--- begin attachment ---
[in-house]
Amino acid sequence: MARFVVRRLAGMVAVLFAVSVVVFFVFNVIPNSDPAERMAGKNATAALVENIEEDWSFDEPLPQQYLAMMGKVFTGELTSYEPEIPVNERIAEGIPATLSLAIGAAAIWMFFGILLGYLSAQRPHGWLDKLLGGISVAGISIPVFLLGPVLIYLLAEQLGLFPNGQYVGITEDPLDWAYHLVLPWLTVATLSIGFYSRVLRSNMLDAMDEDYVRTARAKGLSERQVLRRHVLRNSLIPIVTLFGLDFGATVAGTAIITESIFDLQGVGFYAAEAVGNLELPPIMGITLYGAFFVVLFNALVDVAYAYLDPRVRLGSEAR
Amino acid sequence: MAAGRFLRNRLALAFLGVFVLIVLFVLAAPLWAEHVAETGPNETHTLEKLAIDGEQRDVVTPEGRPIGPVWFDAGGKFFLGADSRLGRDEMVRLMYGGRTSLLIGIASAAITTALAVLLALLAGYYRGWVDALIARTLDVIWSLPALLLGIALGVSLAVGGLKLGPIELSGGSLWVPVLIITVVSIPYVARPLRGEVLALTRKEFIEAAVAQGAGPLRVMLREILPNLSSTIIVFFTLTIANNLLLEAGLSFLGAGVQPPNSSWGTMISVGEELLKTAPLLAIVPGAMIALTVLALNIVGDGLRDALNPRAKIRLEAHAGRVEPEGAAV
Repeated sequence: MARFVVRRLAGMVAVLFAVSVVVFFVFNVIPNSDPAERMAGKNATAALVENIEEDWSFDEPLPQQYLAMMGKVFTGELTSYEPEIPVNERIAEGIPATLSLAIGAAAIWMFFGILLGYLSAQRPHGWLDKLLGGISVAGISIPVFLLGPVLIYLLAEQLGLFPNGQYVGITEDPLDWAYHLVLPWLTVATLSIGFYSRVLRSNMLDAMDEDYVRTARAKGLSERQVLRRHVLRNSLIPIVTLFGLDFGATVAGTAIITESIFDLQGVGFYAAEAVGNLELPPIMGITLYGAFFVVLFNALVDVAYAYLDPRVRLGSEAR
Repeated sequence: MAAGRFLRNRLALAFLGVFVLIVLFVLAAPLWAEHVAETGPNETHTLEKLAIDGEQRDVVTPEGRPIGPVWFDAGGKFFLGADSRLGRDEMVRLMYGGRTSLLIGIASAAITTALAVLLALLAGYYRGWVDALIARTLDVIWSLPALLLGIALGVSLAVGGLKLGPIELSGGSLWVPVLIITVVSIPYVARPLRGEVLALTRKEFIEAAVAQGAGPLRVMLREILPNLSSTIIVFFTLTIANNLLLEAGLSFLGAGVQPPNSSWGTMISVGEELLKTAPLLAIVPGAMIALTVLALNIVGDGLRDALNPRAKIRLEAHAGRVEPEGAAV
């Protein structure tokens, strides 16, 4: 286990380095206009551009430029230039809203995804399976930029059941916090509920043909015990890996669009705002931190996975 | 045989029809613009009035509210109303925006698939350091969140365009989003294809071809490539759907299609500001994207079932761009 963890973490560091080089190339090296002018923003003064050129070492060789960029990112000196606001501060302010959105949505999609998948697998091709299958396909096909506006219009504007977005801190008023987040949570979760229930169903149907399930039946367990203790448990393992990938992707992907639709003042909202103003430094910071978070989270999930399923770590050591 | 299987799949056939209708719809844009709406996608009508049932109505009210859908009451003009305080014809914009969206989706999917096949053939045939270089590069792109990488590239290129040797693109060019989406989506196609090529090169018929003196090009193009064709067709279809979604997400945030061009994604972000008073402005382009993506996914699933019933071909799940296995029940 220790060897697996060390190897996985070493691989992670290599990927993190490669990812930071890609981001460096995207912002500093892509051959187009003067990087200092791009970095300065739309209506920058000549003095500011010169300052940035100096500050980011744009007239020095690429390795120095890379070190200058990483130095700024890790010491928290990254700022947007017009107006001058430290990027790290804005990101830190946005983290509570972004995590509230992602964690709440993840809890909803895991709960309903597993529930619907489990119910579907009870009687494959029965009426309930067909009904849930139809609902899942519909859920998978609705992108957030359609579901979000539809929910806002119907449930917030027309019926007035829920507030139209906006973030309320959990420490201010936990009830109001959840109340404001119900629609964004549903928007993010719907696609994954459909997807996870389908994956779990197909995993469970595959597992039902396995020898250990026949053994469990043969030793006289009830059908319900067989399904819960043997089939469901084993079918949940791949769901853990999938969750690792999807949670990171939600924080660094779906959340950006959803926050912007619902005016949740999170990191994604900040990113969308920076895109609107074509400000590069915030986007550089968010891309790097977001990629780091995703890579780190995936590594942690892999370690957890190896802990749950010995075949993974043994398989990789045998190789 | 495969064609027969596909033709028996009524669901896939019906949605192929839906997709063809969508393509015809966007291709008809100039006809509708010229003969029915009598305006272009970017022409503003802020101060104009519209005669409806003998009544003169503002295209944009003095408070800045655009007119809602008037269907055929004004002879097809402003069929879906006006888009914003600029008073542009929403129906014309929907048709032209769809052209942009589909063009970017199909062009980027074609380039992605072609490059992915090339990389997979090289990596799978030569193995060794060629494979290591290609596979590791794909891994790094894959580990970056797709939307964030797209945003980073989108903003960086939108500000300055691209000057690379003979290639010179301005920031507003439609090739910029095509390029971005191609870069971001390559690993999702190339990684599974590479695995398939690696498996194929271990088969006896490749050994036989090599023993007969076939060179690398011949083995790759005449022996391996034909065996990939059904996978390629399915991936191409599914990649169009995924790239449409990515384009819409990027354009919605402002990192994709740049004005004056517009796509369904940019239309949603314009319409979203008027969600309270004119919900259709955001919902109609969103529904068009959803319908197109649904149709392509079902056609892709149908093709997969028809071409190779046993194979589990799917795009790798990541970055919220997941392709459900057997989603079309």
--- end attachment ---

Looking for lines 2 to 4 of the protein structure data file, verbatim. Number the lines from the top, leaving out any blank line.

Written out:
Amino acid sequence: MARFVVRRLAGMVAVLFAVSVVVFFVFNVIPNSDPAERMAGKNATAALVENIEEDWSFDEPLPQQYLAMMGKVFTGELTSYEPEIPVNERIAEGIPATLSLAIGAAAIWMFFGILLGYLSAQRPHGWLDKLLGGISVAGISIPVFLLGPVLIYLLAEQLGLFPNGQYVGITEDPLDWAYHLVLPWLTVATLSIGFYSRVLRSNMLDAMDEDYVRTARAKGLSERQVLRRHVLRNSLIPIVTLFGLDFGATVAGTAIITESIFDLQGVGFYAAEAVGNLELPPIMGITLYGAFFVVLFNALVDVAYAYLDPRVRLGSEAR
Amino acid sequence: MAAGRFLRNRLALAFLGVFVLIVLFVLAAPLWAEHVAETGPNETHTLEKLAIDGEQRDVVTPEGRPIGPVWFDAGGKFFLGADSRLGRDEMVRLMYGGRTSLLIGIASAAITTALAVLLALLAGYYRGWVDALIARTLDVIWSLPALLLGIALGVSLAVGGLKLGPIELSGGSLWVPVLIITVVSIPYVARPLRGEVLALTRKEFIEAAVAQGAGPLRVMLREILPNLSSTIIVFFTLTIANNLLLEAGLSFLGAGVQPPNSSWGTMISVGEELLKTAPLLAIVPGAMIALTVLALNIVGDGLRDALNPRAKIRLEAHAGRVEPEGAAV
Repeated sequence: MARFVVRRLAGMVAVLFAVSVVVFFVFNVIPNSDPAERMAGKNATAALVENIEEDWSFDEPLPQQYLAMMGKVFTGELTSYEPEIPVNERIAEGIPATLSLAIGAAAIWMFFGILLGYLSAQRPHGWLDKLLGGISVAGISIPVFLLGPVLIYLLAEQLGLFPNGQYVGITEDPLDWAYHLVLPWLTVATLSIGFYSRVLRSNMLDAMDEDYVRTARAKGLSERQVLRRHVLRNSLIPIVTLFGLDFGATVAGTAIITESIFDLQGVGFYAAEAVGNLELPPIMGITLYGAFFVVLFNALVDVAYAYLDPRVRLGSEAR